Why every severe storm isn't a Derecho
Updated On: Jun 12 2014 12:03:54 PM EDT
The word "Derecho" is used a lot these days. We wanted to ease your mind that night every cluster of storms we forecast becomes a Derecho. Just like every snowstorm in the winter doesn't mean it's going to be the "big one!"
After the Mid Atlantic's Derecho on June 29, 2012, the word brings a flashback of the destruction we experienced.
In simplest terms, a Derecho is a long-lived complex of storms that produce extensive wind damage. However, not all clusters of storms become a Derecho. The Storm Prediction Center has a specific set of criteria that is used.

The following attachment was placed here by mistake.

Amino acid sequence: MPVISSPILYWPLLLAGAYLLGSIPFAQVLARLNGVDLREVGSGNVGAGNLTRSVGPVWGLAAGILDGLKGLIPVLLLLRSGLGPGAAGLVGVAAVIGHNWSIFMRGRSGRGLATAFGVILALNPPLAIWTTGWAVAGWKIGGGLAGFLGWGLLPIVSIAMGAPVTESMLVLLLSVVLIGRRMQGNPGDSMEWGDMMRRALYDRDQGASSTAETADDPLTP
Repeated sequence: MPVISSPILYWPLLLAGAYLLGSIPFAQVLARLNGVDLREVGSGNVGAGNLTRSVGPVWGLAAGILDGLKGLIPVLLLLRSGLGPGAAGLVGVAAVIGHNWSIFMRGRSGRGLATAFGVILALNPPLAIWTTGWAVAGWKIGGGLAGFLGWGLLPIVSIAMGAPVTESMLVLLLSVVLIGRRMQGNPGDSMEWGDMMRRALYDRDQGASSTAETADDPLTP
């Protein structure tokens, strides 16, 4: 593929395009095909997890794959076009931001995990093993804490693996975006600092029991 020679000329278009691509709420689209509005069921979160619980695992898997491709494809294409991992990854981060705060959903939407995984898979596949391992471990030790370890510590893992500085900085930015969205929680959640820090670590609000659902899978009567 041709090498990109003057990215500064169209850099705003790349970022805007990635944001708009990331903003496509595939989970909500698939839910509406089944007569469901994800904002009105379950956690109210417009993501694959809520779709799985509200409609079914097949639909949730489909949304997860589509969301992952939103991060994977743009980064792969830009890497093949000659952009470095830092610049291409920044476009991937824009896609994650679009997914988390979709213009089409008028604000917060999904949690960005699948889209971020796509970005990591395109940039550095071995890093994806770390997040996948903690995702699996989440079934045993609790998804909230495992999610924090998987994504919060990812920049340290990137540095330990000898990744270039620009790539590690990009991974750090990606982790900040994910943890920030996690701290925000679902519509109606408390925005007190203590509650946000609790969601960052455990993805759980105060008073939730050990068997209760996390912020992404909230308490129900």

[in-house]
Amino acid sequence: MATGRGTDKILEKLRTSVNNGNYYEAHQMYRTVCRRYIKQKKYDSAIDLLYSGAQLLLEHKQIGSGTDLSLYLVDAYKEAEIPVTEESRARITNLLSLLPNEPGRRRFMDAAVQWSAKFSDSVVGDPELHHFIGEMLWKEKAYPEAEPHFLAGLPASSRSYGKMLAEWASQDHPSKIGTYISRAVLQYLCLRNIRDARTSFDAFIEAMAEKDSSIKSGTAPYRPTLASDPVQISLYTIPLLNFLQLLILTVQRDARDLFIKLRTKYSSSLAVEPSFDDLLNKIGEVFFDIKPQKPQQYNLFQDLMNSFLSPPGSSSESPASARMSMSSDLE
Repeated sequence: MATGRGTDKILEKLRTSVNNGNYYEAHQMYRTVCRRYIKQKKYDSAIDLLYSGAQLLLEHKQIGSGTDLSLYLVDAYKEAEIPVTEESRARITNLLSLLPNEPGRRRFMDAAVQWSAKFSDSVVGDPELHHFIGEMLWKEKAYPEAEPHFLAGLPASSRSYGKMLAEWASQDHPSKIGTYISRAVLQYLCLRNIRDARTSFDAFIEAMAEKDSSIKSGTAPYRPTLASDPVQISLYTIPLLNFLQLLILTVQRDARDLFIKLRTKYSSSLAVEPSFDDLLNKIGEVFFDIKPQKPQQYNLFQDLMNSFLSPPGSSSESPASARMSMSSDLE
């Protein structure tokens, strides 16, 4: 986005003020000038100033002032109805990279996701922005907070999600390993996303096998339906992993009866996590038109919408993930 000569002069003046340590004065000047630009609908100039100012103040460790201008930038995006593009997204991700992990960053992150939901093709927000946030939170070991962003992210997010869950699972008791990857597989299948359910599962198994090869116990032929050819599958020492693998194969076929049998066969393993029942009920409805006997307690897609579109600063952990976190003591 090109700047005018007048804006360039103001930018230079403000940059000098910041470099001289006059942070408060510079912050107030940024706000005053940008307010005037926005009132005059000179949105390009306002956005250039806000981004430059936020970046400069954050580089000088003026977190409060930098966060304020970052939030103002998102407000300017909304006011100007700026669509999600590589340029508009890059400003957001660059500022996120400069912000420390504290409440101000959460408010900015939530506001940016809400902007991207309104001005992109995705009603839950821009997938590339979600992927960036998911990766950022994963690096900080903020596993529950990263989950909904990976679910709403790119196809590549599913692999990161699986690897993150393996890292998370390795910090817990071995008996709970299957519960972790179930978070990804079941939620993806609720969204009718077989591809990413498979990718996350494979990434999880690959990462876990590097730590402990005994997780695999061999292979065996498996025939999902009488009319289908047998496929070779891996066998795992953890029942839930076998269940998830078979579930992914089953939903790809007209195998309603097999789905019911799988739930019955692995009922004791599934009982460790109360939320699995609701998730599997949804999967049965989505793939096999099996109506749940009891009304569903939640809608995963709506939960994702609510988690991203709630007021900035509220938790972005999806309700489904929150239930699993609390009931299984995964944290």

- A Derecho is a long-lived wind storm, often lasting longer than 6 hours
- Storms extend continuously for a least 240 miles.
- Wind gusts 58 MPH or higher along the entire span of storms
Derechos can carry hurricane or tornadic winds and can also deliver heavy rains and flash flooding. During the June 2012 derecho, winds topped 80mph as they moved through southwest Virginia.
On radar, the line of storms often takes on backward "C" shape, called a bow echo. The front of the "C" points to the area that may be experiencing the strongest winds. In a true Derecho, that bowing line of storms must stretch more than 240 miles.
WHAT CAN WE EXPECT LOCALLY?
Wednesday Evening (June 4th) First off, we are NOT expecting a Derecho in southwest Virginia this evening. We can't rule out scattered showers and storms. Any wind damage would be confined to isolated stronger cells, NOT a widespread wind event.
The main severe risk will be from far Southwest Virginia into Kentucky and Tennessee.